Does TMJ Cause Migraines? TMJ pain can be physically stressful, which could possibly trigger migraines if the inflammation and pain are significant enough. Learn how to Get Rid of Headaches Naturally.
Migraines are a serious problem for many people in the modern world. When you’re dealing with something so painful and debilitating, it’s easy to feel there’s no way out. But what if we told you that the solution to your migraines was right under your nose?
If you suffer from migraines, your face might be the problem. This might seem bizarre, but it’s often caused by a jaw misalignment known as temporomandibular joint disorder (TMJ). Below we will discuss the main causes of TMJ and the most effective ways to prevent it from happening and keep your migraines in check.
What is Temporomandibular Joint (TMJ) Pain?
Temporomandibular joint (TMJ) pain is a condition in which pain occurs in one or both of the two joints on either side of your jaw. These joints connect your jawbone to the temporal bones of your skull.
The pain can be severe and make it difficult to move your jaw when opening your mouth, chewing, or talking. You may also experience a clicking sound when you open and close your mouth.
What Does a TMJ migraine Feel Like?
People who suffer from TMJ migraines may experience symptoms such as:
- Tenderness or pain when chewing or talking.
- A feeling of pressure around your forehead, eyes or ears.
- Pain or tenderness when you bite down in certain areas of your mouth.
- Numbness and tingling in your arms or hands.
The muscle and joint pain associated with TMJ can come and go over time. It can also start mild and become severe over time.
How Do You Treat TMJ Migraines?
Treatment for TMJ migraines varies depending on the severity and cause of your condition. Read on to learn about how to treat them.
If you have TMJ migraines, your doctor may prescribe medication for migraine relief. These medicines are taken when you feel a migraine coming on or after an attack has started:
- Pain relievers
Over-the-counter pain relievers (OTC) such as ibuprofen and acetaminophen may help ease the pain caused by TMJ migraines.
Triptans are prescription medications that narrow blood vessels in your brain, which helps relieve migraine pain by preventing inflammation. Examples include sumatriptan (Imitrex) and rizatriptan (Maxalt). Triptans may not be safe if you have certain conditions, such as high blood pressure or heart disease.
- Stop clenching or grinding your teeth.
Eliminating this habit can help relieve your symptoms immediately. (That’s why most people with TMJ migraines grind their teeth at night.)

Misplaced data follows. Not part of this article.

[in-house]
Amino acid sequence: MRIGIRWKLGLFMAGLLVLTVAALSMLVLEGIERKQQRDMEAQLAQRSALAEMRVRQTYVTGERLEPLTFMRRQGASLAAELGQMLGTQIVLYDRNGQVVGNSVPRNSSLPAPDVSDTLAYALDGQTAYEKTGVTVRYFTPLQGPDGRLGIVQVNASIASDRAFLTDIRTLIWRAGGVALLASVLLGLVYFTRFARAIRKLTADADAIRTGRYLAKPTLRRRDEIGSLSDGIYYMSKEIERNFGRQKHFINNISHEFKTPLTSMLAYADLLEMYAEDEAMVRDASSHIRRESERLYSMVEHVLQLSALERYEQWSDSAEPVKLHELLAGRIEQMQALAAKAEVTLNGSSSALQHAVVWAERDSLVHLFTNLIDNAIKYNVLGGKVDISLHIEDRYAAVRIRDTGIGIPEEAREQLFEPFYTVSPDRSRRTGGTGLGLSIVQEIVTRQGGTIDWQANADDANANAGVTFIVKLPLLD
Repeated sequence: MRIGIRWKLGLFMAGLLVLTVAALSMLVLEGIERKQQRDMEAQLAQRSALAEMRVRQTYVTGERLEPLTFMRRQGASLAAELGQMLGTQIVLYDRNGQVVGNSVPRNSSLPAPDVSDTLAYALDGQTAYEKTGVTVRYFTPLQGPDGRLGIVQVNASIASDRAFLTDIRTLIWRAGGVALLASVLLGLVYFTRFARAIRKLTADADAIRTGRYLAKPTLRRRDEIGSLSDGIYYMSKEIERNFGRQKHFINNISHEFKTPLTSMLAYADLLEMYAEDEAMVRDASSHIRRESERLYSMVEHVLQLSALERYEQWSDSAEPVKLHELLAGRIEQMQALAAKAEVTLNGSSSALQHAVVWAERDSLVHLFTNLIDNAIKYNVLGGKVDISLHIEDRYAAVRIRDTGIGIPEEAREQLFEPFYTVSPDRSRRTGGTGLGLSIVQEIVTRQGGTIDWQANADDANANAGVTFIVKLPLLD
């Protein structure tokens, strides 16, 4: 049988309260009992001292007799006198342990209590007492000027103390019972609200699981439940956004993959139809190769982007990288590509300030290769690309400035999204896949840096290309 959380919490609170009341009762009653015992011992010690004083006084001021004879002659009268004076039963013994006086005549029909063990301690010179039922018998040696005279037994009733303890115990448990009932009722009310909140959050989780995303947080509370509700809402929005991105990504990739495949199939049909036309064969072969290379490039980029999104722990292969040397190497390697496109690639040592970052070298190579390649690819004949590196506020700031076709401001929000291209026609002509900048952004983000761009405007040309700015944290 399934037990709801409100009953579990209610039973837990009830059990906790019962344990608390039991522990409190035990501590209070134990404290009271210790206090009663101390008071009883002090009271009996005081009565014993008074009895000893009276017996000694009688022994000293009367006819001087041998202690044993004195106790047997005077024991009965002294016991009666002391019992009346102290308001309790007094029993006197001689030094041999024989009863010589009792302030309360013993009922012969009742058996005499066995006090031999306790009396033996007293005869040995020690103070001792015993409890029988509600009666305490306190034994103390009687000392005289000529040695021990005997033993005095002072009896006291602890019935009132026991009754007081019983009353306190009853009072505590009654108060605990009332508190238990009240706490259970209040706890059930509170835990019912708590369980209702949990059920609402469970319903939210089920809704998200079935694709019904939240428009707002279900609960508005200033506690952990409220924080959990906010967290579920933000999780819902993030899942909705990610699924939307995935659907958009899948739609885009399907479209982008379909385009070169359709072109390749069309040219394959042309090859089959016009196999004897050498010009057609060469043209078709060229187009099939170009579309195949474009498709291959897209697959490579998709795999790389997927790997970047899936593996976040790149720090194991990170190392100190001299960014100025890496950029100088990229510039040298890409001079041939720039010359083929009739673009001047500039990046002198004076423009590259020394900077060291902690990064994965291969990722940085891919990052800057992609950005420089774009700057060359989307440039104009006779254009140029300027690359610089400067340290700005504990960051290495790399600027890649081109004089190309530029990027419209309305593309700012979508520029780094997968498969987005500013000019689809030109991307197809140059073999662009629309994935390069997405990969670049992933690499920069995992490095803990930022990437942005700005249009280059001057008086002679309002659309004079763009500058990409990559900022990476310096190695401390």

When you wake up, try to stretch and yawn before you brush your teeth. This will help stimulate blood flow to your jaw muscles, reducing muscle stiffness and improving “snap” that helps ease TMJ symptoms.
- Cold packs
Wrap a cold pack in a towel, pry it apart, and put it on your face for five minutes at a time. This doesn’t always work, but it won’t hurt to try if there’s inflammation going on.
- Ice massage
Fill up a baggie with ice, put it in the freezer for 20 minutes, and rub the ice across your face. Repeat this a few times. If all else fails, see your doctor.
How Long Do TMJ Migraines Last?
There isn’t a simple answer to this question because each person experiences a different pain level and for different lengths of time. In general, however, these types of headaches usually last anywhere from 15 minutes to six hours. However, some people have had them last even longer than six hours at a time.
How Do I Know If My Headache is from TMJ?
If you suffer from frequent headaches, especially tension headaches or migraines, along with clicking or popping when opening your mouth, you should see your doctor for an evaluation.
A physical exam and X-rays are two ways doctors diagnose TMJ disorders. They will check for tenderness on the joint and any abnormal sounds when opening and closing your mouth. Your doctor may also ask you to open your mouth while he gently presses down your head to see if it hurts.
The other symptoms of TMJ include:
- The headaches usually start at the base of your skull, or in your temples.
- Your headaches feel worse in the morning.
- Your jaw muscles feel sore or tense.
- The pain is worse when you chew.
- You notice that your ears are popping or ringing.
- If you notice any of these symptoms, see your dentist for diagnosis and treatment.